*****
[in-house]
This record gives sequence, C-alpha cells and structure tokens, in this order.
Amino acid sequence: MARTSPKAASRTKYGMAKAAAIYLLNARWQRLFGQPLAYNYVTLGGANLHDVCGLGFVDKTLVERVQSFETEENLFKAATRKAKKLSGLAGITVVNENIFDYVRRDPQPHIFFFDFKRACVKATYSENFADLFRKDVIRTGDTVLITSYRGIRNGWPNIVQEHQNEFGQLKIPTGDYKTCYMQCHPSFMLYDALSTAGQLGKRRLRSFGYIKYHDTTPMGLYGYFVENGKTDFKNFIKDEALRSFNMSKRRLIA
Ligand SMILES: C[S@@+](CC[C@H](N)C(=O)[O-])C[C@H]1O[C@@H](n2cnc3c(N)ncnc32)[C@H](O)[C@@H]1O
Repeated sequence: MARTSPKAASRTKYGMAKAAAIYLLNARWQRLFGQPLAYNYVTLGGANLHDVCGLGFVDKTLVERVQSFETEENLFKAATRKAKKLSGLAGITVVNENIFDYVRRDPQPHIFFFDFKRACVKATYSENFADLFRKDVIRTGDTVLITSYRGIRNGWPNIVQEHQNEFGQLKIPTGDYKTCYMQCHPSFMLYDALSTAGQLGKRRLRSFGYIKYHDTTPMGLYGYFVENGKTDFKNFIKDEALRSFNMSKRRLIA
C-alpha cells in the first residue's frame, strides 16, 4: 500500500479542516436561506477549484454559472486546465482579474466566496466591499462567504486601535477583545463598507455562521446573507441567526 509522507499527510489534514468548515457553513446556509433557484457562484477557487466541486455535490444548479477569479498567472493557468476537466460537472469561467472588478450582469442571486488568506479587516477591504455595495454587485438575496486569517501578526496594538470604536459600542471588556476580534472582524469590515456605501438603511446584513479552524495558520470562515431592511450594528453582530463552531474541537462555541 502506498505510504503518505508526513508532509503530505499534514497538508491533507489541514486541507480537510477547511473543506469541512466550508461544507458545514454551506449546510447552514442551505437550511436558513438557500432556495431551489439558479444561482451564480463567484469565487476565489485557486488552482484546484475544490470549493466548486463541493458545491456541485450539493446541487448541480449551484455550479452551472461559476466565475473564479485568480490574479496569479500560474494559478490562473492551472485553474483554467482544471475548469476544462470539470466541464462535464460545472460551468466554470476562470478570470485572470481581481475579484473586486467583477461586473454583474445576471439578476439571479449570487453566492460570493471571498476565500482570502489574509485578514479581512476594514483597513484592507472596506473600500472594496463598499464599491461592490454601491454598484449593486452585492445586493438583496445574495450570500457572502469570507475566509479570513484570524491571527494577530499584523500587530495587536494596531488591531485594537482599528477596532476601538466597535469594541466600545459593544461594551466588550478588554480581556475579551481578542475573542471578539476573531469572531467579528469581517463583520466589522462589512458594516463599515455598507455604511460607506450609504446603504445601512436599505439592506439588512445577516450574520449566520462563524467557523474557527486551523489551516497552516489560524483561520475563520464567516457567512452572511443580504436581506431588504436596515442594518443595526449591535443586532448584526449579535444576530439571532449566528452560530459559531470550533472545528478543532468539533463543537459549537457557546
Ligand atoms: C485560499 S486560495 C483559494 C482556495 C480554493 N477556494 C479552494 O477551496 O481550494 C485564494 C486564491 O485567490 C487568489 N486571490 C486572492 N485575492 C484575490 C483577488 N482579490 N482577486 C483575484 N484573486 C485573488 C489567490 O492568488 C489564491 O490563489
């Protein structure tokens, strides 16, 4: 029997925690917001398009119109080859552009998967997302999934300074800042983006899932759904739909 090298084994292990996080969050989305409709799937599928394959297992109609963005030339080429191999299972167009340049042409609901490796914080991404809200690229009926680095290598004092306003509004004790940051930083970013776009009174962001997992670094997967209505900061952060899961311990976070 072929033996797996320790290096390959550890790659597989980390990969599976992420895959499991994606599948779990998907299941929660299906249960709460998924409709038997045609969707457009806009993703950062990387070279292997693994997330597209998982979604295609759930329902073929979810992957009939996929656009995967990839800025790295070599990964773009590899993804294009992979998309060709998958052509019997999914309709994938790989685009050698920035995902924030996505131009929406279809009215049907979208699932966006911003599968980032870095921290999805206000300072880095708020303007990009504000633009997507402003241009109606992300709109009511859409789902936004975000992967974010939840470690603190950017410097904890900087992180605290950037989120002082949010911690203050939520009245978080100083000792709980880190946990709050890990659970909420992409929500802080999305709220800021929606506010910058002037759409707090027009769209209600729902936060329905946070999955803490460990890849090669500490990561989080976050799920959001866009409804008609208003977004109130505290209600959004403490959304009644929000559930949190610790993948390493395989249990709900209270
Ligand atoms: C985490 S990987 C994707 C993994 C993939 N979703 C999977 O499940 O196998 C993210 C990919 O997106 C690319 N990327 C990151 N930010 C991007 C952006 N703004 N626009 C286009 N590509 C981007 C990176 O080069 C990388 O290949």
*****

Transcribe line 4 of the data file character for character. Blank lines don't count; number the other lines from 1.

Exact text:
Ligand SMILES: C[S@@+](CC[C@H](N)C(=O)[O-])C[C@H]1O[C@@H](n2cnc3c(N)ncnc32)[C@H](O)[C@@H]1O